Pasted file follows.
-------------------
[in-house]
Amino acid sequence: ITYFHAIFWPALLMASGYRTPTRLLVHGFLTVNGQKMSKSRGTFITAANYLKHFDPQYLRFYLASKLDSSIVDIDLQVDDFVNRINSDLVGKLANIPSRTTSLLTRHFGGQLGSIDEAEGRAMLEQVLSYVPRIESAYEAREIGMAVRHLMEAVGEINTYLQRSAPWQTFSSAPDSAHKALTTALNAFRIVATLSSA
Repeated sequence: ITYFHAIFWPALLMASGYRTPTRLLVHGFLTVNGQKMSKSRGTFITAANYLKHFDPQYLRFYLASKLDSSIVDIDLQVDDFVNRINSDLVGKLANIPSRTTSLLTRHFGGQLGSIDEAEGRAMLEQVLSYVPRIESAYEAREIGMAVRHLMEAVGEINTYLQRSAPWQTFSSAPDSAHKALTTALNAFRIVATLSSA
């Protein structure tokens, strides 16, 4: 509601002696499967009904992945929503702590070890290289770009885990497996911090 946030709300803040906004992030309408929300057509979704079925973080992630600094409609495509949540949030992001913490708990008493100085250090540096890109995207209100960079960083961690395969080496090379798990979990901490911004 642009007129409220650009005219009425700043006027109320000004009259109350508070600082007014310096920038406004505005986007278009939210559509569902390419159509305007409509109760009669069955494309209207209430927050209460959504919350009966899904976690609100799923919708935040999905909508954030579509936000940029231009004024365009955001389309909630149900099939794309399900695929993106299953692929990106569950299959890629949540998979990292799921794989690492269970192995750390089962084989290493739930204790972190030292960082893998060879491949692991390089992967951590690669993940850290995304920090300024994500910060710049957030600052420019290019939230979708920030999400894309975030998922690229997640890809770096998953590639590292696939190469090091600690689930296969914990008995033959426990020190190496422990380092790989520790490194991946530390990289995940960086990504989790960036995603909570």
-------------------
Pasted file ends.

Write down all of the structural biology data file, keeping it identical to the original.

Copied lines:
[in-house]
Amino acid sequence: ITYFHAIFWPALLMASGYRTPTRLLVHGFLTVNGQKMSKSRGTFITAANYLKHFDPQYLRFYLASKLDSSIVDIDLQVDDFVNRINSDLVGKLANIPSRTTSLLTRHFGGQLGSIDEAEGRAMLEQVLSYVPRIESAYEAREIGMAVRHLMEAVGEINTYLQRSAPWQTFSSAPDSAHKALTTALNAFRIVATLSSA
Repeated sequence: ITYFHAIFWPALLMASGYRTPTRLLVHGFLTVNGQKMSKSRGTFITAANYLKHFDPQYLRFYLASKLDSSIVDIDLQVDDFVNRINSDLVGKLANIPSRTTSLLTRHFGGQLGSIDEAEGRAMLEQVLSYVPRIESAYEAREIGMAVRHLMEAVGEINTYLQRSAPWQTFSSAPDSAHKALTTALNAFRIVATLSSA
């Protein structure tokens, strides 16, 4: 509601002696499967009904992945929503702590070890290289770009885990497996911090 946030709300803040906004992030309408929300057509979704079925973080992630600094409609495509949540949030992001913490708990008493100085250090540096890109995207209100960079960083961690395969080496090379798990979990901490911004 642009007129409220650009005219009425700043006027109320000004009259109350508070600082007014310096920038406004505005986007278009939210559509569902390419159509305007409509109760009669069955494309209207209430927050209460959504919350009966899904976690609100799923919708935040999905909508954030579509936000940029231009004024365009955001389309909630149900099939794309399900695929993106299953692929990106569950299959890629949540998979990292799921794989690492269970192995750390089962084989290493739930204790972190030292960082893998060879491949692991390089992967951590690669993940850290995304920090300024994500910060710049957030600052420019290019939230979708920030999400894309975030998922690229997640890809770096998953590639590292696939190469090091600690689930296969914990008995033959426990020190190496422990380092790989520790490194991946530390990289995940960086990504989790960036995603909570």